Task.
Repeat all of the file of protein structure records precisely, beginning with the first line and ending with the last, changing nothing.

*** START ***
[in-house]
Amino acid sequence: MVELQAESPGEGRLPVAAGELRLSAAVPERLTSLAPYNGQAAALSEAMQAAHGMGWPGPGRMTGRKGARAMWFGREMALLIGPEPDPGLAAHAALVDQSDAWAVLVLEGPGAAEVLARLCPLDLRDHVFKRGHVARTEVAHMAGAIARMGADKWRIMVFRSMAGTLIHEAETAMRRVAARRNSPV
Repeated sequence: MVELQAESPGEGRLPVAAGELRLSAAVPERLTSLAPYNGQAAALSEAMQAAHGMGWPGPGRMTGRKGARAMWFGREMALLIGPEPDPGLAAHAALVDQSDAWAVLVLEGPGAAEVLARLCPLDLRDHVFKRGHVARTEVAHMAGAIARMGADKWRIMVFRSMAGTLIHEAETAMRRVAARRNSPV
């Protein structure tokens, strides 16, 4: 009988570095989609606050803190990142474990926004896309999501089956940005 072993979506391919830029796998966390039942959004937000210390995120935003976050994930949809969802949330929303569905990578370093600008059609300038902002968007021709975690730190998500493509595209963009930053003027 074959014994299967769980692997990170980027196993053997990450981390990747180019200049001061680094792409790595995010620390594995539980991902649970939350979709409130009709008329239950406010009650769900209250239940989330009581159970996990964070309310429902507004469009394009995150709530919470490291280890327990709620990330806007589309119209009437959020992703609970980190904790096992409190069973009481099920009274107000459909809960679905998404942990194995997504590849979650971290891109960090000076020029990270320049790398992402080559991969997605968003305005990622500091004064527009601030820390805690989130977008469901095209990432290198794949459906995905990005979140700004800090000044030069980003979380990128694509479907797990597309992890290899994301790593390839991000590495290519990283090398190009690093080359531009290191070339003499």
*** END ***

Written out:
[in-house]
Amino acid sequence: MVELQAESPGEGRLPVAAGELRLSAAVPERLTSLAPYNGQAAALSEAMQAAHGMGWPGPGRMTGRKGARAMWFGREMALLIGPEPDPGLAAHAALVDQSDAWAVLVLEGPGAAEVLARLCPLDLRDHVFKRGHVARTEVAHMAGAIARMGADKWRIMVFRSMAGTLIHEAETAMRRVAARRNSPV
Repeated sequence: MVELQAESPGEGRLPVAAGELRLSAAVPERLTSLAPYNGQAAALSEAMQAAHGMGWPGPGRMTGRKGARAMWFGREMALLIGPEPDPGLAAHAALVDQSDAWAVLVLEGPGAAEVLARLCPLDLRDHVFKRGHVARTEVAHMAGAIARMGADKWRIMVFRSMAGTLIHEAETAMRRVAARRNSPV
């Protein structure tokens, strides 16, 4: 009988570095989609606050803190990142474990926004896309999501089956940005 072993979506391919830029796998966390039942959004937000210390995120935003976050994930949809969802949330929303569905990578370093600008059609300038902002968007021709975690730190998500493509595209963009930053003027 074959014994299967769980692997990170980027196993053997990450981390990747180019200049001061680094792409790595995010620390594995539980991902649970939350979709409130009709008329239950406010009650769900209250239940989330009581159970996990964070309310429902507004469009394009995150709530919470490291280890327990709620990330806007589309119209009437959020992703609970980190904790096992409190069973009481099920009274107000459909809960679905998404942990194995997504590849979650971290891109960090000076020029990270320049790398992402080559991969997605968003305005990622500091004064527009601030820390805690989130977008469901095209990432290198794949459906995905990005979140700004800090000044030069980003979380990128694509479907797990597309992890290899994301790593390839991000590495290519990283090398190009690093080359531009290191070339003499």